Erika Armstrong Dodds Wright, 84, died July 27, 2021 in Salt Lake City of colon and liver cancer.
Erika was born 21 October 1936 to Robert Alfred Armstrong Dodds and Margaretha Alma Hediger at Eaglescliffe, Durham County, England. She grew up in England. Her family was in London during the WWII bombing of London. One harrowing memory she retained was being blown across her family’s apartment living room.
Erika was baptized a member of The Church of Jesus Christ of Latter-day Saints in 1955 in England. She served a mission to Switzerland from 1962-1964.
Erika was married to James Francis Wright, who died in 1995. For many years she worked for the University of Utah.
Quiet, humble, self-effacing, Erika touched many lives. The picture accompanying this obituary was taken at General Conference. It shows her ubiquitous hat, enigmatic expression, and saintly countenance.
Erika had a passion for family history and loved attending the temple. She served as a missionary in the Church History Department. She did research and vicarious work for ancestors in England, Switzerland, and elsewhere. During her life she wrote thousands of letters and notes of encouragement, commemoration and thanks to relatives and friends around the world.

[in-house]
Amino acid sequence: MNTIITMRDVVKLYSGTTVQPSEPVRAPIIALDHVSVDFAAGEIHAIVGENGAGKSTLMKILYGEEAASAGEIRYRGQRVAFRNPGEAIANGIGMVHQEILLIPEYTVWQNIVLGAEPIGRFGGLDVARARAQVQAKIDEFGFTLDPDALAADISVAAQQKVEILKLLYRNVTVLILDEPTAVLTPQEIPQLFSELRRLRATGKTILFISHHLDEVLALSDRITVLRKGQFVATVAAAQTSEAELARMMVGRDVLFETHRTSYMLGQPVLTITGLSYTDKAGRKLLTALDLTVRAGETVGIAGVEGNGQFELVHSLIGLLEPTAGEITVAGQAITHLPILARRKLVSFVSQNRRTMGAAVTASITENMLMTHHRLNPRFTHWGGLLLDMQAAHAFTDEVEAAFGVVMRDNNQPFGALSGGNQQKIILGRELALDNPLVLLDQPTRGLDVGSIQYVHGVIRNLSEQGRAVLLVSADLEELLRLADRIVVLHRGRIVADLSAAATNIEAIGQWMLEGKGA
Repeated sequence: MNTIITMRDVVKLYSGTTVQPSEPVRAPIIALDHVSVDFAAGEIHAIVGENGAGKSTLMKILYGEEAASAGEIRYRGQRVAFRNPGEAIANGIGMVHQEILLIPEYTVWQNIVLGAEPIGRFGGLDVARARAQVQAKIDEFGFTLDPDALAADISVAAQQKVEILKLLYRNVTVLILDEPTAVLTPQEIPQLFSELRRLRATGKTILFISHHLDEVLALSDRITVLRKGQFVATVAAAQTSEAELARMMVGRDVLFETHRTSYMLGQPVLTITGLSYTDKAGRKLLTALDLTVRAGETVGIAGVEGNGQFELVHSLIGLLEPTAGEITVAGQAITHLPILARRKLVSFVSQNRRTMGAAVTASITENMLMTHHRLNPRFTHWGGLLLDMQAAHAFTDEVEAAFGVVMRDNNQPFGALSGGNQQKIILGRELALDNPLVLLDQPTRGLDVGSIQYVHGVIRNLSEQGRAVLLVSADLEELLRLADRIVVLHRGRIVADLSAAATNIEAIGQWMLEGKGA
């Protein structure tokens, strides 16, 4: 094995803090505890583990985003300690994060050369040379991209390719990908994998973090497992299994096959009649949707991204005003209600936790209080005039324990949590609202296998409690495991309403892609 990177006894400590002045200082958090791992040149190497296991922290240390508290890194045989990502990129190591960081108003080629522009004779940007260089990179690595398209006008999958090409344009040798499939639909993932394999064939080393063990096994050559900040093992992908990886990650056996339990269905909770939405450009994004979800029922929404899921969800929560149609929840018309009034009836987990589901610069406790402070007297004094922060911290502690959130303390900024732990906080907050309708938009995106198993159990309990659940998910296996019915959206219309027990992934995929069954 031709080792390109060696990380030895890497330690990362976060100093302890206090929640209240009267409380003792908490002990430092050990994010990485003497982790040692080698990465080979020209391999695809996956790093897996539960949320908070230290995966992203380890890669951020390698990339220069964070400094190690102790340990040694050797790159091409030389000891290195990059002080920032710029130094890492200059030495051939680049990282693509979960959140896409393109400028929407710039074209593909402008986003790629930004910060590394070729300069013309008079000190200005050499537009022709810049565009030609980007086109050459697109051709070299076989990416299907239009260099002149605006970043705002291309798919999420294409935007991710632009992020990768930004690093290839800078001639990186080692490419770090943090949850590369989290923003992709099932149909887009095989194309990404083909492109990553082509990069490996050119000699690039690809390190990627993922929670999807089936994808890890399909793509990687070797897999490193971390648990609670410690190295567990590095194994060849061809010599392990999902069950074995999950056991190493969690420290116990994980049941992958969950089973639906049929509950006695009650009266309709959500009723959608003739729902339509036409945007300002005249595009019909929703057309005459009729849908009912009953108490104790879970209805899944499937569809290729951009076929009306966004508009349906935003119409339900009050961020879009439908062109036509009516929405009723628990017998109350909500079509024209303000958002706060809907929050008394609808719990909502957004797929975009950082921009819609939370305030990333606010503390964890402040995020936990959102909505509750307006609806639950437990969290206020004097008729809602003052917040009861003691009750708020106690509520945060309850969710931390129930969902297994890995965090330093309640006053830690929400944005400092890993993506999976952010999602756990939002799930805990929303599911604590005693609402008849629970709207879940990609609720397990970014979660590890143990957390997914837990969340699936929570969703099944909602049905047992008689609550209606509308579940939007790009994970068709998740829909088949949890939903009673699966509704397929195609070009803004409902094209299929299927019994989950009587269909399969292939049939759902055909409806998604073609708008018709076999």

Erika is survived by a brother, Christopher Dodds, in Canada and a sister, Catherine Kuenzli in Switzerland.
Erika requested a graveside service which will be held at the Salt Lake City cemetery on 08/03/2021 at 11:00am. Routing instruction to the graveside service within the cemetery is: Main to Hillside, Hillside to 445 North, West to Main, and then South
We will dearly miss you Erika. You been a great example and light in or lives.
What a privilege to know sweet Erica. One of the kindest, humble, and loving souls I’ve known. We need a lot more of her in this world!
Thank you Erika for your love, always dropping a Newspaper at my door every weekend. I missed that already. You are a true LDS Saint, and The Lord will be happy to receive you. Rest in Perfect Peace, till I see you again.
Love, Sister in Christ.
We knew Erika and Jim when they lived in Oregon, and she was a friend of the extended Widerburg family. I also worked with Erika for several years at the state Public Health Division. She was a kind, thoughtful person. After she moved to Salt Lake City we exchanged Christmas letters every year. I will miss doing that.